The star of this collection was the mummy, who had enchanted visitors to Jackson ever since she had been acquired as lagniappe in a collection of Indian artifacts many years ago. A real mummy mystique had developed, and grandfathers brought their toddling grandchildren in to see the mummy that they had seen as boys. When the board of trustees quite properly adopted in the Old Capitol Restoration, the collection was limited to items associated with Mississippi history. The mummy, an Egyptian, was plainly out of place. It fell my lot to separate the little Egyptian, known variously to her public as ‘The Little Gypsy Lady,” or occasionally as ”The Dummy,” from her admirers. I knew that such a move was to court disaster, for my generation, too, had visited the mummy on our way to Central High School, and we considered her as much a part of our American heritage as George Washington, Robert E. Lee, or Theodore G. Bilbo.
But, in what may have been my finest hour, I saw my duty and I did it. And I firmly withdrew ”The Little Gypsy Lady” whose connection with Mississippi history was tenuous at best, from the Museum exhibits. She was relegated to a collection file room in the old Capitol to be seen only on demand by her most avid admirers. Her admirers all turned out to be avid, and they continued to demand her until the day when a staff member, annoyed by constant calls for our most popular tenant, stated in a speech that he would like to bury the mummy.
That blew it. The wire services picked up the story and the shot went round the world. The public from all over arose to defend “The Little Gypsy Lady.” We got insulting mail and insulting telephone calls; and one concerned gentle man wrote from Germany about “das mumi,” calling us bigots for some reason. Offers of adoption for the mummy flowed in. An undertaker from Ohio wanted “‘The Little Gypsy Lady” as an example of his art. An archaeologist said that when he examined her he found her to be a young female offered her a home provided that her esophagus came with her (translate: sarcophagus).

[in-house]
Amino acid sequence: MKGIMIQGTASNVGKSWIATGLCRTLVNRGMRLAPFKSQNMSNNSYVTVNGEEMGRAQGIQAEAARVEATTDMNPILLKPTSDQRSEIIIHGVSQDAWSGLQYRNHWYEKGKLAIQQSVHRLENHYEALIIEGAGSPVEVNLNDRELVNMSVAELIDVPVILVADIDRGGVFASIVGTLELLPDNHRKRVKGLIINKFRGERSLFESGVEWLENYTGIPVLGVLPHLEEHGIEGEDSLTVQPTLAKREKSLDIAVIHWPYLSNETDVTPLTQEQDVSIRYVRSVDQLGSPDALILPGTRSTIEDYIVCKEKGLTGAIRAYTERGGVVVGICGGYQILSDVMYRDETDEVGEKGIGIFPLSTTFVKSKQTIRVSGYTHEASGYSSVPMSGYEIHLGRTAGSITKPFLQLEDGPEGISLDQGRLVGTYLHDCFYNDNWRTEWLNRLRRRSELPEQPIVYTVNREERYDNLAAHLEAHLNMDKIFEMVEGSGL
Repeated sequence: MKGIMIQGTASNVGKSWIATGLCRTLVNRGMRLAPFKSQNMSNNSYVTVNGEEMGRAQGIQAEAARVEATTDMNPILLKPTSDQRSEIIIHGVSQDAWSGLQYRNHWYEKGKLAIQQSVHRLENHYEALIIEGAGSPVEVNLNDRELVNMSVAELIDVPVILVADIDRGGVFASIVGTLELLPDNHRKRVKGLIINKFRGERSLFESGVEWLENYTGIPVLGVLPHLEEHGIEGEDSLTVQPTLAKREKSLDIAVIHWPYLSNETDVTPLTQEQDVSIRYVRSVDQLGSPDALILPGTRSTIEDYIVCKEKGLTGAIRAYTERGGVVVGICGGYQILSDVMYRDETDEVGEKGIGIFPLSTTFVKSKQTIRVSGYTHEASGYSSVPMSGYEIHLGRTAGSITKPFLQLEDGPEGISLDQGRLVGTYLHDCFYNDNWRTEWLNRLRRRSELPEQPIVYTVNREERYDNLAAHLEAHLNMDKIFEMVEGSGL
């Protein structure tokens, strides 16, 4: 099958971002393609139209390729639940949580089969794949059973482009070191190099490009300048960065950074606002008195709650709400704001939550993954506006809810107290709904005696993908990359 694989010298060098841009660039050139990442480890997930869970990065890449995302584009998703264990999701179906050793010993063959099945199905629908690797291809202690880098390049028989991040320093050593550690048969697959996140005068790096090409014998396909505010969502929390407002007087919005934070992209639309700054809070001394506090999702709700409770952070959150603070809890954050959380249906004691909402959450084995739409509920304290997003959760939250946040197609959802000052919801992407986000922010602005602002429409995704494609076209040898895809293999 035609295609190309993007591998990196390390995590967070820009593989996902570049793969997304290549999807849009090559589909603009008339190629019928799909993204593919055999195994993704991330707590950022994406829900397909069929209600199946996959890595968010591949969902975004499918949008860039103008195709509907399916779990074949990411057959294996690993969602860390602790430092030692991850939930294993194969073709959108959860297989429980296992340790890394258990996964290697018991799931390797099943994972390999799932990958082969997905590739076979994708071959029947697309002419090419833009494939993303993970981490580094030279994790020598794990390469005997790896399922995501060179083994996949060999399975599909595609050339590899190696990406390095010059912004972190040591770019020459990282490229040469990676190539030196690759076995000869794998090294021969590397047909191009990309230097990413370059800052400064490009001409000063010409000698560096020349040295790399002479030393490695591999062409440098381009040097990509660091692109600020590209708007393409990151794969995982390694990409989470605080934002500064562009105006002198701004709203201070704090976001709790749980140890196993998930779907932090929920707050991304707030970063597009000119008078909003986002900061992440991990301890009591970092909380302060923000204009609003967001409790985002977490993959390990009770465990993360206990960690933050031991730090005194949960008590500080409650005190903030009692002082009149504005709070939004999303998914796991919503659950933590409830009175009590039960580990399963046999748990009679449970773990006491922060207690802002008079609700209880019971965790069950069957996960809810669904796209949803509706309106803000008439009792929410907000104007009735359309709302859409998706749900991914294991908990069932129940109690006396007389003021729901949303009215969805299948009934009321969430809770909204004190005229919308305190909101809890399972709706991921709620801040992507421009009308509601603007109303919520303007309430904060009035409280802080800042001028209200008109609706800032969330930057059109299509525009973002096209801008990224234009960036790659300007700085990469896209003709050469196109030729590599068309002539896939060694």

The strife went on, I held my ground, the story of Mississippi, as you will see, is told in thirty-three permanent exhibits in this Old Capitol Museum, and the small foreigner slept on in a collection file room. Way back in Dr. Rowland’s day he had a seal designed for the Department with the motto ‘Veritas,” or “Truth.” Seldom in our lifetime, however, are we justified for taking an unpopular stand on the side of the truth. The mummy proved to be a heartening exception. In the 1960s a young medical student at the University of Mississippi asked for permission to x-ray the mummy. In the interest of truth, permission was granted. The startling results of this scientific investigation were reported in The Mississippi History Newsletter as follows:
“Our mummy, who has been the star of our museum for as long as we can remember, was exposed as a fake when Gentry Yeatman, an enterprising Ole Miss medical student x-rayed the little Egyptian princess and found her heart was full of nails. Further, she had a German language newspaper in her left foot, and her right arm yielded a copy of TheMilwaukee Journal, 1898. Again we note that things are not always what they seem, and the mummy is a dummy after all.”
North America has two native grape species, Vitis labrusa, often called the fox or possum grape, and Vitis roundifolia, which most people call a muscadine. While the wild fruit of both species is edible, the fruit of cultivated varieties is vastly superior. Naturally, both species are widely used for making wines, which are most often cloyingly sweet and best used as an aperitif or digestif. The name muscadine comes from its similarity to early settlers with the Muscat grape, a Mediterranean type used in making muscatel, both words deriving from the musky scent of the fruit.
Muscadines come in a variety of colors, but there are two basic color types: the black or purple and the bronze. “Scuppernong” is the name of the first muscadine cultivar, a cultivar being a variety of plant that is created or selected for cultivation. This “white” (most types are a light greenish) was so named because of its discovery along the Scuppernong River in North Carolina. Interestingly (and surprisingly) the original mother vine is still on Roanoke Island, where it has been growing and producing for several hundred years. Because scuppernongs are such an early variety of muscadines, scuppernong entered common usage to refer to any bronze/green/”white” muscadine grape even though botanical correctness dictates that “Scuppernong” should only designate the cultivar and not all such color types.
You can use muscadines and scuppernongs as you might any berry: in pies and cobblers, muffins, jams and jellies, but because their fresh taste is so incredibly wonderful, I recommend that you simply keep a bowl on the kitchen table for a quick little nosh during the season.